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SOURCE Detroit Homecoming
DETROIT, July 14, 2014 /PRNewswire/ -- Detroit's business community is recruiting. An elite host committee of local leaders are digging in their address books and old yearbooks looking for "expats"-people who were born in Detroit or attended school in the region-to come back to their hometown to reconnect, recharge and reinvest.
The invitation-only Detroit Homecoming will be held Sept. 17-19. The agenda is filled with unique experiences such as dinner in the not-yet-open David Whitney Building on Grand Circus Park, tours throughout the city, dinner inside the refurbished Globe Outdoor Activities Center on Detroit's riverfront and a concert on the stage at Chene Park. All the activities have one goal in mind: to show off possibilities in Detroit.
At a kickoff news conference today at Lowe Campbell Ewald, Mayor Mike Duggan said, "Detroit needs jobs and investment. It also needs people with influence to be ambassadors. But until today, no one has focused on a key resource: people who call Detroit their hometown but now live elsewhere. Detroit Homecoming will provide exactly the right motivation our city needs to bring native Detroiters back home to be a part of the city's revitalization."
"I'm an expat," said Jim Hayes, retired publisher of FORTUNE and co-director of the Homecoming. He returned to Detroit last year. "Ever since I've been back, I've been endlessly impressed by the opportunities for investment and engagement. We're going to dazzle these folks who haven't been here in a while. They'll be stunned to see how dramatically Detroit is changing for the better."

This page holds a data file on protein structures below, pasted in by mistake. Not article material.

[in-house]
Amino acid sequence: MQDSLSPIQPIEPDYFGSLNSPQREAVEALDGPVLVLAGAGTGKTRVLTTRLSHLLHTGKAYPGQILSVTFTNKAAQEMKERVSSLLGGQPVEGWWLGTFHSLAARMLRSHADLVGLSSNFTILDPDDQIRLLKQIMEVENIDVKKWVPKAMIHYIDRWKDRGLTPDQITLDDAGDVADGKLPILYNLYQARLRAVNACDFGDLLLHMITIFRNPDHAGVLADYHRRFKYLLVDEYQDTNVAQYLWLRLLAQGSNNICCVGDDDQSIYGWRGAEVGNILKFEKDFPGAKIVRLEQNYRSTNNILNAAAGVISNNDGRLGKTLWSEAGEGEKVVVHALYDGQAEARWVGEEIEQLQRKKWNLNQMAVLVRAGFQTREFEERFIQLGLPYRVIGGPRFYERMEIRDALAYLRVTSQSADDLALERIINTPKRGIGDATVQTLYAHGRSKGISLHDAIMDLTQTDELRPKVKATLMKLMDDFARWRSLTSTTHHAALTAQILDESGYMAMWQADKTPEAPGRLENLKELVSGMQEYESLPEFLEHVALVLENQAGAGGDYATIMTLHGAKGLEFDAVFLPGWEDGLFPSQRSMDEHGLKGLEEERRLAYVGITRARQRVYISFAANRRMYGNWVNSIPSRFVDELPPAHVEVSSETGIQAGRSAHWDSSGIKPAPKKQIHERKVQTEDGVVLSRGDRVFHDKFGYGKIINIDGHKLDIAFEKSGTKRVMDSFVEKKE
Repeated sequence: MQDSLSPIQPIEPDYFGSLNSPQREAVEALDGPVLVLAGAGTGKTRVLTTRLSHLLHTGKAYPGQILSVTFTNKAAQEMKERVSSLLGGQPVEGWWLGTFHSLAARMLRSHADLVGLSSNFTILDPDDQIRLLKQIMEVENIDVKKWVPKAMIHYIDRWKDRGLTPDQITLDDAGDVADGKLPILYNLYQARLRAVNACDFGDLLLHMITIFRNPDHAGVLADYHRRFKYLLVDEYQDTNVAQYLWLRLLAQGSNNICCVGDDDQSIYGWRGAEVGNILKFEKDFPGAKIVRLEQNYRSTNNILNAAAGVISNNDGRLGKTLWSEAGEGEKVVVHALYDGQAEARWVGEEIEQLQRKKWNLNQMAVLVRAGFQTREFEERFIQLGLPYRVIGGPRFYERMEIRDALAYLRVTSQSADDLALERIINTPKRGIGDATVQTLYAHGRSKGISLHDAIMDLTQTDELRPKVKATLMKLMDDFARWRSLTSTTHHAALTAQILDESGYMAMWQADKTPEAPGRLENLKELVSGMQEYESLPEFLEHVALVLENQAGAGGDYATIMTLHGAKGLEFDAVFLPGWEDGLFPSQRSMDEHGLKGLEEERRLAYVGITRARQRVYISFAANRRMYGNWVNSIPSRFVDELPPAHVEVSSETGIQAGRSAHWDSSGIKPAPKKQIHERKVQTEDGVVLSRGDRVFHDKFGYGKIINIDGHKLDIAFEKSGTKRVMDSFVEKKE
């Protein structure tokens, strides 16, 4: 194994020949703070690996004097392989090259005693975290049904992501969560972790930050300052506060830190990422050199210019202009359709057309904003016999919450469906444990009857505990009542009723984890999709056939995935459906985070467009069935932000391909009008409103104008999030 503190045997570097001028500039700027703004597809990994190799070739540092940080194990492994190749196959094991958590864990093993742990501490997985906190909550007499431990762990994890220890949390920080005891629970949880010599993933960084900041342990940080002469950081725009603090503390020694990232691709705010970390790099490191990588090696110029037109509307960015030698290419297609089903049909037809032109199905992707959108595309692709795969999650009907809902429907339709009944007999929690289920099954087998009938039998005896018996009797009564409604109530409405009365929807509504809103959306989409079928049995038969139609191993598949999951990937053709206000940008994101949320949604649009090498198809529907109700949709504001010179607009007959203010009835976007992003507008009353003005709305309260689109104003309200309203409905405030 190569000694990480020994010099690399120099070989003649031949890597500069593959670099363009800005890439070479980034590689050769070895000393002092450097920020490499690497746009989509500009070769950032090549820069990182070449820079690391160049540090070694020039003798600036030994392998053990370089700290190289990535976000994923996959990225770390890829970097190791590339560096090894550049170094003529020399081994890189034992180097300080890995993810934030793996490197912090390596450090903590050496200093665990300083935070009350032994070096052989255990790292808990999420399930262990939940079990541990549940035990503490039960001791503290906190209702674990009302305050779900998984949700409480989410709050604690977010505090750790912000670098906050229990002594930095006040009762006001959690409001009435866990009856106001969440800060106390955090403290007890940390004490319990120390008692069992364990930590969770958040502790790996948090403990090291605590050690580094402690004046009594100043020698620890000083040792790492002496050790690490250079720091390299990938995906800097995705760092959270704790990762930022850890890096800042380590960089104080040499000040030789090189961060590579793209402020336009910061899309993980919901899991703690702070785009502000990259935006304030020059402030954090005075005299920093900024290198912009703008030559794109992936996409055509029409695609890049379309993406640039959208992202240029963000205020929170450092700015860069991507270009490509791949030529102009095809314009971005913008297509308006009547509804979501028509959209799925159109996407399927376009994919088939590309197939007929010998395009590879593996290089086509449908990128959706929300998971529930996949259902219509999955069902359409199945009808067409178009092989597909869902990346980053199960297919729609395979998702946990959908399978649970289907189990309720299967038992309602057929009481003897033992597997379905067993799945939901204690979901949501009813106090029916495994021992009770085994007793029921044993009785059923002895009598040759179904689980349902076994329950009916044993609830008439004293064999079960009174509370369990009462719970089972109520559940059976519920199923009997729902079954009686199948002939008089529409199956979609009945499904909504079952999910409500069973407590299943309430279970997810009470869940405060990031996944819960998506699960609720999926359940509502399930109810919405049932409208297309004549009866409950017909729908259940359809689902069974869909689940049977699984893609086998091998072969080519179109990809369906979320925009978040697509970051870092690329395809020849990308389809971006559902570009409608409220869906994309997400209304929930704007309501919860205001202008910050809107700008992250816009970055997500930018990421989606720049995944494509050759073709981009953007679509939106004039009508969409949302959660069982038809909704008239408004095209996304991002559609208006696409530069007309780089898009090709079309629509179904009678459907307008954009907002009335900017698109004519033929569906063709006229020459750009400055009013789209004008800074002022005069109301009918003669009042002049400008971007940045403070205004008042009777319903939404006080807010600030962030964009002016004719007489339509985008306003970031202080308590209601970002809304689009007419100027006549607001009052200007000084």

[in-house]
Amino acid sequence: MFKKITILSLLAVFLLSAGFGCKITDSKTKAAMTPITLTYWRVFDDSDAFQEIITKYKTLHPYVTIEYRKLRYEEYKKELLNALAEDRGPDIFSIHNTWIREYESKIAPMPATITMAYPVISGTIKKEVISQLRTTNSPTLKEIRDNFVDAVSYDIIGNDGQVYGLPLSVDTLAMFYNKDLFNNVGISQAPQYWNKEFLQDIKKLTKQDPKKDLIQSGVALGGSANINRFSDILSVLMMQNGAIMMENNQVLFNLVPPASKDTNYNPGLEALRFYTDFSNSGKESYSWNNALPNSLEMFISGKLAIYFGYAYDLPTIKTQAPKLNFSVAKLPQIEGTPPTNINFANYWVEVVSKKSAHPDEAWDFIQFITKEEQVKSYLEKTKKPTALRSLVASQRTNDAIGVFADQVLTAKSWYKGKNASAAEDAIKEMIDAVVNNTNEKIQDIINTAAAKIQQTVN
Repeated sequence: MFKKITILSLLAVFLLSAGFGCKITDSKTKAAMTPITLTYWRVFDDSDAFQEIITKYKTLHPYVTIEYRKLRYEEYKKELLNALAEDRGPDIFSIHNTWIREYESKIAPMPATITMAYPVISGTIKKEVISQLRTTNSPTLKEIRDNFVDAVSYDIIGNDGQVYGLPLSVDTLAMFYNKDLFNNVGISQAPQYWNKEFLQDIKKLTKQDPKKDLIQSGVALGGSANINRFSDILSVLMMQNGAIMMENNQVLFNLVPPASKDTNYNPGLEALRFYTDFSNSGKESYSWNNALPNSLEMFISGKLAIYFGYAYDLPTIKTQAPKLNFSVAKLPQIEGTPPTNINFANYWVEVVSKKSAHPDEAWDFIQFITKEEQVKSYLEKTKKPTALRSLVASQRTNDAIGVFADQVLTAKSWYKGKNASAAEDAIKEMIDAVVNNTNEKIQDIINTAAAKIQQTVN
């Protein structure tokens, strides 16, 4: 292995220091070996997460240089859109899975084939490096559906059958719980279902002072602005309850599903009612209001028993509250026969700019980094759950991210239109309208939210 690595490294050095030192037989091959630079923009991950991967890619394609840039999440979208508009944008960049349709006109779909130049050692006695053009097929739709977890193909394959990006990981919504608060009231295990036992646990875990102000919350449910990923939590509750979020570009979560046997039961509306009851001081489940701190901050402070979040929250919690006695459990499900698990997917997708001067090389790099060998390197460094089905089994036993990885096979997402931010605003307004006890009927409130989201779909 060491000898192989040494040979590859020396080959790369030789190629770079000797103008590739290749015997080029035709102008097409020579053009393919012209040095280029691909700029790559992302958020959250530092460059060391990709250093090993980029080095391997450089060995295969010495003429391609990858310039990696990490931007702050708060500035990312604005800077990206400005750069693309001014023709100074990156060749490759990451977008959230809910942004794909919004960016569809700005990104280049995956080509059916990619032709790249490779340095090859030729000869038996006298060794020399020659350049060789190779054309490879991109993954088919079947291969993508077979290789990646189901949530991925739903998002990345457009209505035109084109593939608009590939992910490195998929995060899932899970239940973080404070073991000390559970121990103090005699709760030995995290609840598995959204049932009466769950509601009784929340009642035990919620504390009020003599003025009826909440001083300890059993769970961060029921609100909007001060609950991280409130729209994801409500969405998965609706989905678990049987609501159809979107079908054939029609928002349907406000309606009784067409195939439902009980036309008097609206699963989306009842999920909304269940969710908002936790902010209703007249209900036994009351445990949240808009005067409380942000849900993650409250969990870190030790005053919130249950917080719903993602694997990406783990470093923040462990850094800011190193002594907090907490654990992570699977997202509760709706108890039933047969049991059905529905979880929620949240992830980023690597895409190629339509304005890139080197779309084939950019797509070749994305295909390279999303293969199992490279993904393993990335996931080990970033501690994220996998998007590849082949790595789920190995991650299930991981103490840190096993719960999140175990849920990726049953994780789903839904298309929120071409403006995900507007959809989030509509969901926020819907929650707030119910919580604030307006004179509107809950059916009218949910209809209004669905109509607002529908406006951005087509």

With a goal of 150 expats and two months to go, more than 70 people have already expressed interest in coming back to Detroit for the event. They include billionaires, sports stars, company presidents, venture capitalists, journalists and entertainers.
Homecoming Host Committee members range from university presidents to business leaders like General Motors' Mary Barra, entrepreneurs Roger Penske and Dan Gilbert and Ilitch Holding's Christopher Ilitch to community leaders like Rip Rapson of the Kresge Foundation and Tonya Allen of the Skillman Foundation. Cynthia Pasky and the Downtown Detroit Partnership are helping to coordinate efforts.
"This is not a typical business conference," said Mary Kramer, publisher of Crain's Detroit Business and co-director of the event. "It's not open to the general public because we are creating an intimate event for a small number of people. But we are tapping local 'doers' to meet and mingle throughout.
"We are going to continually encourage our attendees to think of ways they can make a difference in their hometown. They will be introduced to people, from entrepreneurs to moguls, who are doing great things in the city. All the while, they will be encouraged to get involved."
This will be the first in a series of annual Homecomings and is the initial step in an ongoing effort to engage expatriates in the work of rebuilding Detroit.
During the event, Michigan Governor Rick Snyder, Detroit Mayor Mike Duggan, Quicken Loans Chairman and Founder Dan Gilbert, Entrepreneur and Philanthropist Eli Broad, Bloomberg L.P. CEO and President Dan Doctoroff, Capri Capital Co-Founder Quintin Primo III, General Motors CEO Mary Barra and others will address the influential group.
For more information on Detroit Homecoming, visit www.detroithomecoming.com. The event is not open to the public.
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